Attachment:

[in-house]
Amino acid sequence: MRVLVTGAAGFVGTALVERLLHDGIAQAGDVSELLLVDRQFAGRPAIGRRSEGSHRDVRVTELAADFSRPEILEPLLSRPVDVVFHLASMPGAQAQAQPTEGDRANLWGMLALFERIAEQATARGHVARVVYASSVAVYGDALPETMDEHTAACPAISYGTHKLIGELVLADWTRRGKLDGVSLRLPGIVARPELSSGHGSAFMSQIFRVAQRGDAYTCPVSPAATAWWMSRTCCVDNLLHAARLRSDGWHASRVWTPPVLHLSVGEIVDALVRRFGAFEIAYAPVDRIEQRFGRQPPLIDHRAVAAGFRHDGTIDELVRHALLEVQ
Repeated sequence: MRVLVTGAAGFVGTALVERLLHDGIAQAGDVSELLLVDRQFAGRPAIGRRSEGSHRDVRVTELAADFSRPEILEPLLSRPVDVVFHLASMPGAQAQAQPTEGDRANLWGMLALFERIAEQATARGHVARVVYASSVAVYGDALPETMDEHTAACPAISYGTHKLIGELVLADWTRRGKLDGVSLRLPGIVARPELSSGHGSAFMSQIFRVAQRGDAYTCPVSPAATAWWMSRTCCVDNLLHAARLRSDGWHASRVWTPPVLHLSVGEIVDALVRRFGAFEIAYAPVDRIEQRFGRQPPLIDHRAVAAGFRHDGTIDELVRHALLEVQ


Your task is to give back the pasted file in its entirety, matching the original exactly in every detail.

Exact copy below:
[in-house]
Amino acid sequence: MRVLVTGAAGFVGTALVERLLHDGIAQAGDVSELLLVDRQFAGRPAIGRRSEGSHRDVRVTELAADFSRPEILEPLLSRPVDVVFHLASMPGAQAQAQPTEGDRANLWGMLALFERIAEQATARGHVARVVYASSVAVYGDALPETMDEHTAACPAISYGTHKLIGELVLADWTRRGKLDGVSLRLPGIVARPELSSGHGSAFMSQIFRVAQRGDAYTCPVSPAATAWWMSRTCCVDNLLHAARLRSDGWHASRVWTPPVLHLSVGEIVDALVRRFGAFEIAYAPVDRIEQRFGRQPPLIDHRAVAAGFRHDGTIDELVRHALLEVQ
Repeated sequence: MRVLVTGAAGFVGTALVERLLHDGIAQAGDVSELLLVDRQFAGRPAIGRRSEGSHRDVRVTELAADFSRPEILEPLLSRPVDVVFHLASMPGAQAQAQPTEGDRANLWGMLALFERIAEQATARGHVARVVYASSVAVYGDALPETMDEHTAACPAISYGTHKLIGELVLADWTRRGKLDGVSLRLPGIVARPELSSGHGSAFMSQIFRVAQRGDAYTCPVSPAATAWWMSRTCCVDNLLHAARLRSDGWHASRVWTPPVLHLSVGEIVDALVRRFGAFEIAYAPVDRIEQRFGRQPPLIDHRAVAAGFRHDGTIDELVRHALLEVQ